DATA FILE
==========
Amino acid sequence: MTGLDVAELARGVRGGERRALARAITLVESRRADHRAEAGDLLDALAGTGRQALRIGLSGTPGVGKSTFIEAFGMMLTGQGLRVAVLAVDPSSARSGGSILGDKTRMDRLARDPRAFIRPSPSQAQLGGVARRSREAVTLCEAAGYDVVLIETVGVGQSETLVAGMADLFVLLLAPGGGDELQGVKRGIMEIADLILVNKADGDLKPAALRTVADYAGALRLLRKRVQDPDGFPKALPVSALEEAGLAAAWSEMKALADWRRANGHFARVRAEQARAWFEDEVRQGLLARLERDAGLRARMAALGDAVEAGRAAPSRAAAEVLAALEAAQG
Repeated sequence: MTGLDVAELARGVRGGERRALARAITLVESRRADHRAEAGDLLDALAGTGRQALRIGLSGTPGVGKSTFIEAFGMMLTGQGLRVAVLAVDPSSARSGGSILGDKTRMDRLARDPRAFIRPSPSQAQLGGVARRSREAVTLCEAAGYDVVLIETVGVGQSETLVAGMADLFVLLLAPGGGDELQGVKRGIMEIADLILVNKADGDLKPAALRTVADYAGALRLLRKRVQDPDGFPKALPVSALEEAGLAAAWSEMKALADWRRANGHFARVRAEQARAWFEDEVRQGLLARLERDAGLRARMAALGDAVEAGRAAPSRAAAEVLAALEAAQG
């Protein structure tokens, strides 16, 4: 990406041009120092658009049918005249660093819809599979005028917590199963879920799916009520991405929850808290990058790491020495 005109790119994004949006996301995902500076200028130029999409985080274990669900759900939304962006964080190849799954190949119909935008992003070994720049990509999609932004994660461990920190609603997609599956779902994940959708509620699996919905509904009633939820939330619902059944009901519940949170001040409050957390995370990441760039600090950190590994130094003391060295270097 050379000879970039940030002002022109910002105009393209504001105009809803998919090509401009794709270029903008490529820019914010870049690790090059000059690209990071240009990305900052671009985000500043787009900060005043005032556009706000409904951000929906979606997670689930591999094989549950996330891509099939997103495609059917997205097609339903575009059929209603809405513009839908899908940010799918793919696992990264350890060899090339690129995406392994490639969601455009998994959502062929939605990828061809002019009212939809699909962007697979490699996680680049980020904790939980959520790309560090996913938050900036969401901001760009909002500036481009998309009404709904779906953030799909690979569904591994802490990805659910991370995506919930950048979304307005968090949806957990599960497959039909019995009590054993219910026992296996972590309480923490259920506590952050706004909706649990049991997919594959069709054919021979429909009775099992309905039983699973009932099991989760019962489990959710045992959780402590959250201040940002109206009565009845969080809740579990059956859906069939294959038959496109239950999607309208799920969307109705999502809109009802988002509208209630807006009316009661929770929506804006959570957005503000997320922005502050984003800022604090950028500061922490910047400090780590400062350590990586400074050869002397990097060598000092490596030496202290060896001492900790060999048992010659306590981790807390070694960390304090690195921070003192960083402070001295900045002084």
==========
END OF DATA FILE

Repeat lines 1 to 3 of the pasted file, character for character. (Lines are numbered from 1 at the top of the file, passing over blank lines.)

Amino acid sequence: MTGLDVAELARGVRGGERRALARAITLVESRRADHRAEAGDLLDALAGTGRQALRIGLSGTPGVGKSTFIEAFGMMLTGQGLRVAVLAVDPSSARSGGSILGDKTRMDRLARDPRAFIRPSPSQAQLGGVARRSREAVTLCEAAGYDVVLIETVGVGQSETLVAGMADLFVLLLAPGGGDELQGVKRGIMEIADLILVNKADGDLKPAALRTVADYAGALRLLRKRVQDPDGFPKALPVSALEEAGLAAAWSEMKALADWRRANGHFARVRAEQARAWFEDEVRQGLLARLERDAGLRARMAALGDAVEAGRAAPSRAAAEVLAALEAAQG
Repeated sequence: MTGLDVAELARGVRGGERRALARAITLVESRRADHRAEAGDLLDALAGTGRQALRIGLSGTPGVGKSTFIEAFGMMLTGQGLRVAVLAVDPSSARSGGSILGDKTRMDRLARDPRAFIRPSPSQAQLGGVARRSREAVTLCEAAGYDVVLIETVGVGQSETLVAGMADLFVLLLAPGGGDELQGVKRGIMEIADLILVNKADGDLKPAALRTVADYAGALRLLRKRVQDPDGFPKALPVSALEEAGLAAAWSEMKALADWRRANGHFARVRAEQARAWFEDEVRQGLLARLERDAGLRARMAALGDAVEAGRAAPSRAAAEVLAALEAAQG
């Protein structure tokens, strides 16, 4: 990406041009120092658009049918005249660093819809599979005028917590199963879920799916009520991405929850808290990058790491020495 005109790119994004949006996301995902500076200028130029999409985080274990669900759900939304962006964080190849799954190949119909935008992003070994720049990509999609932004994660461990920190609603997609599956779902994940959708509620699996919905509904009633939820939330619902059944009901519940949170001040409050957390995370990441760039600090950190590994130094003391060295270097 050379000879970039940030002002022109910002105009393209504001105009809803998919090509401009794709270029903008490529820019914010870049690790090059000059690209990071240009990305900052671009985000500043787009900060005043005032556009706000409904951000929906979606997670689930591999094989549950996330891509099939997103495609059917997205097609339903575009059929209603809405513009839908899908940010799918793919696992990264350890060899090339690129995406392994490639969601455009998994959502062929939605990828061809002019009212939809699909962007697979490699996680680049980020904790939980959520790309560090996913938050900036969401901001760009909002500036481009998309009404709904779906953030799909690979569904591994802490990805659910991370995506919930950048979304307005968090949806957990599960497959039909019995009590054993219910026992296996972590309480923490259920506590952050706004909706649990049991997919594959069709054919021979429909009775099992309905039983699973009932099991989760019962489990959710045992959780402590959250201040940002109206009565009845969080809740579990059956859906069939294959038959496109239950999607309208799920969307109705999502809109009802988002509208209630807006009316009661929770929506804006959570957005503000997320922005502050984003800022604090950028500061922490910047400090780590400062350590990586400074050869002397990097060598000092490596030496202290060896001492900790060999048992010659306590981790807390070694960390304090690195921070003192960083402070001295900045002084």